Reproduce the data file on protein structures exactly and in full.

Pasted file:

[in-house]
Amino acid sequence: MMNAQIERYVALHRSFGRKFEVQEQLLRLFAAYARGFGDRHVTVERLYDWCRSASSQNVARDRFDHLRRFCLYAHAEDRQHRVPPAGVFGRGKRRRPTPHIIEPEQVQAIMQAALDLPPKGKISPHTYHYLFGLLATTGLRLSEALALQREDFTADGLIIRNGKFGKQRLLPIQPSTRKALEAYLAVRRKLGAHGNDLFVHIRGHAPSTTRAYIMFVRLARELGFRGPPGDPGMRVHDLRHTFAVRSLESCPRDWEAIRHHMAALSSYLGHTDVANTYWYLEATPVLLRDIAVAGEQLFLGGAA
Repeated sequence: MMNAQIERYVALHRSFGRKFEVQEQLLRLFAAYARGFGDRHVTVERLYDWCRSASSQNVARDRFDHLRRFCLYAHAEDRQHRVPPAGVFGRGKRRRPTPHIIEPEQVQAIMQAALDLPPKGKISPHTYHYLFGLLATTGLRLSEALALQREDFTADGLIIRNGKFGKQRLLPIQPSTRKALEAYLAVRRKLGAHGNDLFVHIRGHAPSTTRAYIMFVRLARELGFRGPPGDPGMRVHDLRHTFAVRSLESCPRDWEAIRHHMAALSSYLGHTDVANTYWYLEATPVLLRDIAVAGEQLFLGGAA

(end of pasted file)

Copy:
[in-house]
Amino acid sequence: MMNAQIERYVALHRSFGRKFEVQEQLLRLFAAYARGFGDRHVTVERLYDWCRSASSQNVARDRFDHLRRFCLYAHAEDRQHRVPPAGVFGRGKRRRPTPHIIEPEQVQAIMQAALDLPPKGKISPHTYHYLFGLLATTGLRLSEALALQREDFTADGLIIRNGKFGKQRLLPIQPSTRKALEAYLAVRRKLGAHGNDLFVHIRGHAPSTTRAYIMFVRLARELGFRGPPGDPGMRVHDLRHTFAVRSLESCPRDWEAIRHHMAALSSYLGHTDVANTYWYLEATPVLLRDIAVAGEQLFLGGAA
Repeated sequence: MMNAQIERYVALHRSFGRKFEVQEQLLRLFAAYARGFGDRHVTVERLYDWCRSASSQNVARDRFDHLRRFCLYAHAEDRQHRVPPAGVFGRGKRRRPTPHIIEPEQVQAIMQAALDLPPKGKISPHTYHYLFGLLATTGLRLSEALALQREDFTADGLIIRNGKFGKQRLLPIQPSTRKALEAYLAVRRKLGAHGNDLFVHIRGHAPSTTRAYIMFVRLARELGFRGPPGDPGMRVHDLRHTFAVRSLESCPRDWEAIRHHMAALSSYLGHTDVANTYWYLEATPVLLRDIAVAGEQLFLGGAA